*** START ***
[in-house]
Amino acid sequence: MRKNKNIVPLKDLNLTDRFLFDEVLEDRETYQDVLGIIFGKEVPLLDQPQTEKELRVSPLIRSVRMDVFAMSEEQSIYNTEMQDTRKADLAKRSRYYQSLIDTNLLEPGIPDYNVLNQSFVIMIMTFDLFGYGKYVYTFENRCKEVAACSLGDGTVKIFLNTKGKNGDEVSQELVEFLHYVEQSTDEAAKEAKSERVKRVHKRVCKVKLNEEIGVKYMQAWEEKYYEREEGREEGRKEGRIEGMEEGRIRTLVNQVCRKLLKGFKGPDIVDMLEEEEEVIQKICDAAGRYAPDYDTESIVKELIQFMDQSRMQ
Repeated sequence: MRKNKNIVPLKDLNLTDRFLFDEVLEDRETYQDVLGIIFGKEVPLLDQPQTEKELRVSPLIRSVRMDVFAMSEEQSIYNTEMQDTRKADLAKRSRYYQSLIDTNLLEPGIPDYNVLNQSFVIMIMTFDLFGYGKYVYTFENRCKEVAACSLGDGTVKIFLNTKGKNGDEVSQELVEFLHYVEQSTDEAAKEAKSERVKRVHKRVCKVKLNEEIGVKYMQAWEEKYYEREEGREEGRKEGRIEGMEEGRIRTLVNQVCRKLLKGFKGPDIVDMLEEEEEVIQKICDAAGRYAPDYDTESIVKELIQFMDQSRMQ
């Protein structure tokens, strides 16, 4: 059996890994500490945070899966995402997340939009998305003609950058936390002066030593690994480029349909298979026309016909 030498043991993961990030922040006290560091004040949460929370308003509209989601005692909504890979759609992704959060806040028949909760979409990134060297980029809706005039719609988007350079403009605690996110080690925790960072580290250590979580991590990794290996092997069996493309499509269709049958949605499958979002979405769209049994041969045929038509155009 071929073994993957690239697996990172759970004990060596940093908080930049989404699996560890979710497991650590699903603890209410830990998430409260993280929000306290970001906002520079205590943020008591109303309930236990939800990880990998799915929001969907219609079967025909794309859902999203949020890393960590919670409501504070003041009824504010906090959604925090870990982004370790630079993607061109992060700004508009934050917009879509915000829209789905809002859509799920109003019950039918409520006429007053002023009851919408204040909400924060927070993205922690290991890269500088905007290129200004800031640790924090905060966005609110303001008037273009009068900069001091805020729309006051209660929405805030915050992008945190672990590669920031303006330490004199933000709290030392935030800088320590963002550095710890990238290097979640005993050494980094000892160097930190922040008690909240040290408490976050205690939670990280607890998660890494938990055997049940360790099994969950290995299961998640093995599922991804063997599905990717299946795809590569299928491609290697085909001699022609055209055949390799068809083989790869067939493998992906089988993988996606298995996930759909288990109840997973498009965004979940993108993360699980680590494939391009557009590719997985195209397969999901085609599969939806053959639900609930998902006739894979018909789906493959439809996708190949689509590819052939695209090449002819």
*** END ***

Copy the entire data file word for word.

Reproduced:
[in-house]
Amino acid sequence: MRKNKNIVPLKDLNLTDRFLFDEVLEDRETYQDVLGIIFGKEVPLLDQPQTEKELRVSPLIRSVRMDVFAMSEEQSIYNTEMQDTRKADLAKRSRYYQSLIDTNLLEPGIPDYNVLNQSFVIMIMTFDLFGYGKYVYTFENRCKEVAACSLGDGTVKIFLNTKGKNGDEVSQELVEFLHYVEQSTDEAAKEAKSERVKRVHKRVCKVKLNEEIGVKYMQAWEEKYYEREEGREEGRKEGRIEGMEEGRIRTLVNQVCRKLLKGFKGPDIVDMLEEEEEVIQKICDAAGRYAPDYDTESIVKELIQFMDQSRMQ
Repeated sequence: MRKNKNIVPLKDLNLTDRFLFDEVLEDRETYQDVLGIIFGKEVPLLDQPQTEKELRVSPLIRSVRMDVFAMSEEQSIYNTEMQDTRKADLAKRSRYYQSLIDTNLLEPGIPDYNVLNQSFVIMIMTFDLFGYGKYVYTFENRCKEVAACSLGDGTVKIFLNTKGKNGDEVSQELVEFLHYVEQSTDEAAKEAKSERVKRVHKRVCKVKLNEEIGVKYMQAWEEKYYEREEGREEGRKEGRIEGMEEGRIRTLVNQVCRKLLKGFKGPDIVDMLEEEEEVIQKICDAAGRYAPDYDTESIVKELIQFMDQSRMQ
């Protein structure tokens, strides 16, 4: 059996890994500490945070899966995402997340939009998305003609950058936390002066030593690994480029349909298979026309016909 030498043991993961990030922040006290560091004040949460929370308003509209989601005692909504890979759609992704959060806040028949909760979409990134060297980029809706005039719609988007350079403009605690996110080690925790960072580290250590979580991590990794290996092997069996493309499509269709049958949605499958979002979405769209049994041969045929038509155009 071929073994993957690239697996990172759970004990060596940093908080930049989404699996560890979710497991650590699903603890209410830990998430409260993280929000306290970001906002520079205590943020008591109303309930236990939800990880990998799915929001969907219609079967025909794309859902999203949020890393960590919670409501504070003041009824504010906090959604925090870990982004370790630079993607061109992060700004508009934050917009879509915000829209789905809002859509799920109003019950039918409520006429007053002023009851919408204040909400924060927070993205922690290991890269500088905007290129200004800031640790924090905060966005609110303001008037273009009068900069001091805020729309006051209660929405805030915050992008945190672990590669920031303006330490004199933000709290030392935030800088320590963002550095710890990238290097979640005993050494980094000892160097930190922040008690909240040290408490976050205690939670990280607890998660890494938990055997049940360790099994969950290995299961998640093995599922991804063997599905990717299946795809590569299928491609290697085909001699022609055209055949390799068809083989790869067939493998992906089988993988996606298995996930759909288990109840997973498009965004979940993108993360699980680590494939391009557009590719997985195209397969999901085609599969939806053959639900609930998902006739894979018909789906493959439809996708190949689509590819052939695209090449002819």